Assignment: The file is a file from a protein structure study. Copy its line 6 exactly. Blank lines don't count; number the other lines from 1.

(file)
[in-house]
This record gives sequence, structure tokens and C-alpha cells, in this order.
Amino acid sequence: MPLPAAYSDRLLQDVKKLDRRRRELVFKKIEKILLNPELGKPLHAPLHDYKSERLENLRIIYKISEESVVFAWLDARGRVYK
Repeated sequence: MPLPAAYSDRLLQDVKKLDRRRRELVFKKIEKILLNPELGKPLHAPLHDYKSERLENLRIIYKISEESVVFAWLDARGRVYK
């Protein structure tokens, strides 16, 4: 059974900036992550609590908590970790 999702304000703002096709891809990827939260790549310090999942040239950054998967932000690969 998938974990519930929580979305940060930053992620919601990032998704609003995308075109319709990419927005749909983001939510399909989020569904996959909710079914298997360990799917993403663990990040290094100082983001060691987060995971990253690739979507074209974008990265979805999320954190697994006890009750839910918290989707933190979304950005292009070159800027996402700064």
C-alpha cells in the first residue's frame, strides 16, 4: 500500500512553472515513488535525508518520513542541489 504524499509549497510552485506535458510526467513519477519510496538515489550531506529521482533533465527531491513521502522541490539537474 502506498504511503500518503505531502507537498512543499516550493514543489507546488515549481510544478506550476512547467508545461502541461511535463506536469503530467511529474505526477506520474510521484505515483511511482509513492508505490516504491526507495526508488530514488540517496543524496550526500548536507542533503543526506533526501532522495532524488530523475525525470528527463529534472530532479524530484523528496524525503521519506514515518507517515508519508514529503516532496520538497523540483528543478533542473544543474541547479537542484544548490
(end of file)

C-alpha cells in the first residue's frame, strides 16, 4: 500500500512553472515513488535525508518520513542541489 504524499509549497510552485506535458510526467513519477519510496538515489550531506529521482533533465527531491513521502522541490539537474 502506498504511503500518503505531502507537498512543499516550493514543489507546488515549481510544478506550476512547467508545461502541461511535463506536469503530467511529474505526477506520474510521484505515483511511482509513492508505490516504491526507495526508488530514488540517496543524496550526500548536507542533503543526506533526501532522495532524488530523475525525470528527463529534472530532479524530484523528496524525503521519506514515518507517515508519508514529503516532496520538497523540483528543478533542473544543474541547479537542484544548490